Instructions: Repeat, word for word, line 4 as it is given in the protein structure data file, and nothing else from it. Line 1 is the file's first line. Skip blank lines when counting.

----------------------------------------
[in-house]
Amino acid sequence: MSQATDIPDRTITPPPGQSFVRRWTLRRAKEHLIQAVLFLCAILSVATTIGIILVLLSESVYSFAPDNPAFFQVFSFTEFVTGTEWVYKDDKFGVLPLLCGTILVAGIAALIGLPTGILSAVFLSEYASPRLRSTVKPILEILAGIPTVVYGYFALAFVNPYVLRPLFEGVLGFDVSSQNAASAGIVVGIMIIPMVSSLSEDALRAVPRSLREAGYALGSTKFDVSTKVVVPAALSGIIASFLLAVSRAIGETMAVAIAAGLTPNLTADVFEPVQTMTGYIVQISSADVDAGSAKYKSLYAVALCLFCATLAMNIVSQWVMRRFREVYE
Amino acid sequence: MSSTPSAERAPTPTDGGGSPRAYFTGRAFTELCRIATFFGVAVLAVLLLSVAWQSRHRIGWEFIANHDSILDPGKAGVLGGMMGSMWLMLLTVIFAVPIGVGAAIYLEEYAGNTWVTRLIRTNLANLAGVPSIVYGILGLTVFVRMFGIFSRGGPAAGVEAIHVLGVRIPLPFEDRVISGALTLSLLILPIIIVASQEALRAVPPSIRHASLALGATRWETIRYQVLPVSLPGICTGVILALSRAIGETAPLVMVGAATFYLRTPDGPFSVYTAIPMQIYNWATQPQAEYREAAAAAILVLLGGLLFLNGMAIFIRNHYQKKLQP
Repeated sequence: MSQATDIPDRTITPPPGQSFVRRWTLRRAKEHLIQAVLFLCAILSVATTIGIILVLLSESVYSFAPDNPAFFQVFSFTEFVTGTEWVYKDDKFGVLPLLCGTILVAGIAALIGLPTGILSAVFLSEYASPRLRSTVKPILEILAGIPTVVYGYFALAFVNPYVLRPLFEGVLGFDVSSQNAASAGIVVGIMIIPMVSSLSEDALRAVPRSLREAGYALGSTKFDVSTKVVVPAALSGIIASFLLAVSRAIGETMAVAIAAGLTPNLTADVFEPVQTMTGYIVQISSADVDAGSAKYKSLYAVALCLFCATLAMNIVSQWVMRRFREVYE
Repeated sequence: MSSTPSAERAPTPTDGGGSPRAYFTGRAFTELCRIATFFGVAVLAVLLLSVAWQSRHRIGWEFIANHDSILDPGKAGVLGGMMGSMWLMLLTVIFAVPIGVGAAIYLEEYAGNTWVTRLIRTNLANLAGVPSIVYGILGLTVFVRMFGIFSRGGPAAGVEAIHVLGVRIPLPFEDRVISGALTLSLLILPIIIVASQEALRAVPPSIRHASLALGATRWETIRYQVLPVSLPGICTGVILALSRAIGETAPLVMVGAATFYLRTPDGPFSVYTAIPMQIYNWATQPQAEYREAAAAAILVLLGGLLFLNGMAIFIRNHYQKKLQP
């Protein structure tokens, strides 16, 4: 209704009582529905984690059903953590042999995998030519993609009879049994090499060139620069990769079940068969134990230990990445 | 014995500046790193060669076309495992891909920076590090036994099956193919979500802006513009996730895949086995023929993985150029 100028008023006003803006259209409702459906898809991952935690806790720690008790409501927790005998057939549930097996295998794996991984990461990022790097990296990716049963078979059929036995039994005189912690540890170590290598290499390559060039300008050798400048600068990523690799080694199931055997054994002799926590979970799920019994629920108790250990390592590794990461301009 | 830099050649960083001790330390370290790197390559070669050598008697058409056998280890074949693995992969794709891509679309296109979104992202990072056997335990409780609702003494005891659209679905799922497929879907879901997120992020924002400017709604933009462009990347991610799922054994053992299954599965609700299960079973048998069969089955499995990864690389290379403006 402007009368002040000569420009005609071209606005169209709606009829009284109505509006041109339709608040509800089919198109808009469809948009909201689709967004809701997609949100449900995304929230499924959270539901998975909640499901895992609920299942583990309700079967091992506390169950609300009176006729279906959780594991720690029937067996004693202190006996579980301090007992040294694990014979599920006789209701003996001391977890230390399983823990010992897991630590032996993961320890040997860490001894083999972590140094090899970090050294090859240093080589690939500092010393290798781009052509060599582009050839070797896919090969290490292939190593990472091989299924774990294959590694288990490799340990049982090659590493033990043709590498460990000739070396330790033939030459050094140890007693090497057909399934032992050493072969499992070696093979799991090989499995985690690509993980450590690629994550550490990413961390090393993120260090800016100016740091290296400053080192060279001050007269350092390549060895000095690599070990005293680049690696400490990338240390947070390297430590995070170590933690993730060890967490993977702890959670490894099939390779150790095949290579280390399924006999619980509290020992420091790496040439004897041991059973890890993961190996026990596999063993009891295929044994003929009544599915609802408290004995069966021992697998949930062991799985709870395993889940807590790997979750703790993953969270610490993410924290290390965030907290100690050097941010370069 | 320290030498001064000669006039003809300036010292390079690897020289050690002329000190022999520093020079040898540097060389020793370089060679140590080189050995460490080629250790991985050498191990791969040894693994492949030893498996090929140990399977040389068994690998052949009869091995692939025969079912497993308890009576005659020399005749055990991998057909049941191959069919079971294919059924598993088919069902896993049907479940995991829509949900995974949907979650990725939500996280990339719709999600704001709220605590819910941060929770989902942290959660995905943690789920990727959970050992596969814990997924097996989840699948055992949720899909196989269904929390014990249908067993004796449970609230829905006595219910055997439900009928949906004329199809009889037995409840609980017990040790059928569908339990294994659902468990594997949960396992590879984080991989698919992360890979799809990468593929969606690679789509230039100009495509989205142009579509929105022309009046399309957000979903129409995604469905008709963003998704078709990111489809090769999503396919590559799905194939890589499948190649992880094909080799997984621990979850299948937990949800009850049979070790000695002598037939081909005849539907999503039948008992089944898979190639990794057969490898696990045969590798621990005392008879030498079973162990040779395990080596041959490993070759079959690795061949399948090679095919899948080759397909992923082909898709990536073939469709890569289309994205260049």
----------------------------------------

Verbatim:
Repeated sequence: MSQATDIPDRTITPPPGQSFVRRWTLRRAKEHLIQAVLFLCAILSVATTIGIILVLLSESVYSFAPDNPAFFQVFSFTEFVTGTEWVYKDDKFGVLPLLCGTILVAGIAALIGLPTGILSAVFLSEYASPRLRSTVKPILEILAGIPTVVYGYFALAFVNPYVLRPLFEGVLGFDVSSQNAASAGIVVGIMIIPMVSSLSEDALRAVPRSLREAGYALGSTKFDVSTKVVVPAALSGIIASFLLAVSRAIGETMAVAIAAGLTPNLTADVFEPVQTMTGYIVQISSADVDAGSAKYKSLYAVALCLFCATLAMNIVSQWVMRRFREVYE